Rejuvenation with secateurs - this is how it works

Old, rarely cut oleanders are often bare. The trees only have leaves at the ends of the branches so that they are reminiscent of a skeleton. It doesn't have to come to that if you take countermeasures in good time by means of a makeover. The most radical of all types of cuts aims at revitalization and paves the way for a new construction. Since oleanders have the ability to sprout fresh from old wood, there is a good chance of success. This is how the taper cut succeeds:

  • The best time is in spring, as soon as budding begins
  • At the beginning, remove all dead branches
  • Then cut back the remaining shoots to 10 to 30 centimeters
  • Ideally cut a few millimeters above a rosette of leaves or sleeping eyes

After the rejuvenation cut, your oleander will be grateful if you repot it promptly. The change to fresh substrate awakens the floral spirits, which drives the shoot out of the old wood of the rootstock. In the following two to three weeks, the plant is allowed to recover from the exertions in the partially shaded, warm location. The rejuvenated oleander should only be cleared out after regeneration, provided the weather conditions permit. Please note that a radical rejuvenation cut will result in the failure of this year's bloom.


Deriving is better than rejuvenating

A radical rejuvenation cut will put your oleander to the test. It is tricky to put a native shrub on the cane. If you take this measure on ornamental trees from distant countries, renewed budding is questionable. As long as your rose laurel has one or two young side shoots, you should instead carry out a rejuvenation using a derivation cut. For this purpose, shorten aging and excessively long branches to an unbranched, young side branch in the lower shoot region. Use scissors or a saw exactly where old and young fork. The young wood takes on the leadership position, benefits from the increased sap pressure and sprouts vigorously.

Raising oleanders to a high trunk - that's how it works

As a high trunk, oleander is a feast for the eyes and in great demand. Plants that are fully grown are costly because the construction work is very time-consuming. Reason enough for the enthusiastic hobby gardener to take the demanding project into their own hands. A young oleander with a strong central shoot offers the best starting position. This is how the parenting cut to the tall trunk succeeds in an exemplary manner:

  • Cut off all side branches from the central branch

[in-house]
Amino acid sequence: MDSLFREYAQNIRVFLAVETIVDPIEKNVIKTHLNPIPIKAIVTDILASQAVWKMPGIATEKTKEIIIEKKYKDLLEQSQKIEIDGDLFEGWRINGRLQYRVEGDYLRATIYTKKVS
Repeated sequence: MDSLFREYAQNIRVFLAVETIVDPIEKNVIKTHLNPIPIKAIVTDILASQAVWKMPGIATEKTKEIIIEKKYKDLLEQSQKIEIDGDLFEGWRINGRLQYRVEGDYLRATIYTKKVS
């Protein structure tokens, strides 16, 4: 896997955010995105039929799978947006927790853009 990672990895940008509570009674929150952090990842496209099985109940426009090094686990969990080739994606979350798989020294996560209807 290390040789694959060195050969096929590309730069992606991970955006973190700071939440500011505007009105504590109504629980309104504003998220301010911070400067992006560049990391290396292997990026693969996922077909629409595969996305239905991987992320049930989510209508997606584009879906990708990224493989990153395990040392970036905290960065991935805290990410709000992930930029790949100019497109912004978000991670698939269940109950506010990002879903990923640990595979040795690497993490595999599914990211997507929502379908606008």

• Insert the support rod with the length of the desired stem height into the soil next to the central shoot
  • Fix the central drive to the support rod with hose ties
  • Gradually guide the central drive onto the support rod
  • Cut off all side shoots continuously to promote height and thickness growth

If the tip bud is three to four leaves above the desired crown height, the shoot tip is cut. In accordance with the law of growth of peak funding, you initiate the branching to the crown with this cut. Select the strongest side shoots as crown shoots and shorten them to three leaf whorls. As a result, a spherical, flower-rich oleander crown forms.

frequently asked Questions

Is Oleander Poisonous?

The highly toxic cardiac glycoside oleandrin significantly limits the joy of opulent oleander. Even a small amount of 15 to 20 grams of fresh oleander leaves is enough for an adult to trigger acute symptoms of intoxication such as cramps, nausea and severe vomiting. Cardiac arrhythmias often occur, which can be fatal without medical intervention. A tiny dose of oleandrin is life threatening to children and pets. Only include an oleander in the design plan if it is impossible for children and animals to access the plant. For all maintenance and cutting work, please protect yourself with suitable clothing, gloves and protective goggles.

In winter quarters, the oleander is a victim of scale insects that sit in hordes on the leaves. What can I do?

With a strong scale insect infestation, your oleander is counted. As an immediate measure, shower the plant with the strongest possible jet of water. Cut off the shoots that are still most severely affected. Branches that are less heavily populated with scale insects should be left standing so that the next flowering period does not fail completely. Fight the rabble with a solution of 1-2 tablespoons of pure soft soap (17.27 € at Amazon *) per 1 liter of lime-free water and 1-2 splashes of alcohol. It is helpful to wipe the pests regularly with an alcohol-soaked cloth.

What to do with oleander clippings?

All parts of the oleander plant contain highly toxic oleandrin, which is lethal to humans and animals even in small quantities. As a result, the clippings have lost nothing on the compost heap. Put cut branches, plucked leaves and wilted flowers in the organic waste bin. If there is a lot of clippings due to a rejuvenation cut, fill it into a sturdy sack and hand it in at the nearest waste disposal facility. Please do not bury the remains so that no moles or other underground garden dwellers fall victim to the toxin.

The 3 most common mistakes

If an oleander only vaguely resembles a lavish flowering bush, the cause is mostly to be found in incorrect pruning. If you can exclude location deficits, pest infestation and diseases, please refer to the following table for advice with the 3 most common cutting errors, typical damage patterns and tips for prevention or correction:

Cutting errorsDamagePrevention / Correction
no plant pruningbare shrub basePrune after planting and in the following year
never exposedpremature balding to a leafless skeletonThinning out dead wood and transverse branches once a year
withered flowers not trimmedshort flowering period and growth of poisonous fruitsShorten faded shoots continuously


Oleander's good-natured cut tolerance extends to the roots. If you repot the flowering bush in spring, you can use the previous container again. A root cut ensures that the capacity is sufficient for another year. To do this, use a sharp knife to reduce the size of the root ball laterally and at the bottom. Please only use a root cut if your oleander does not want further growth in height and width.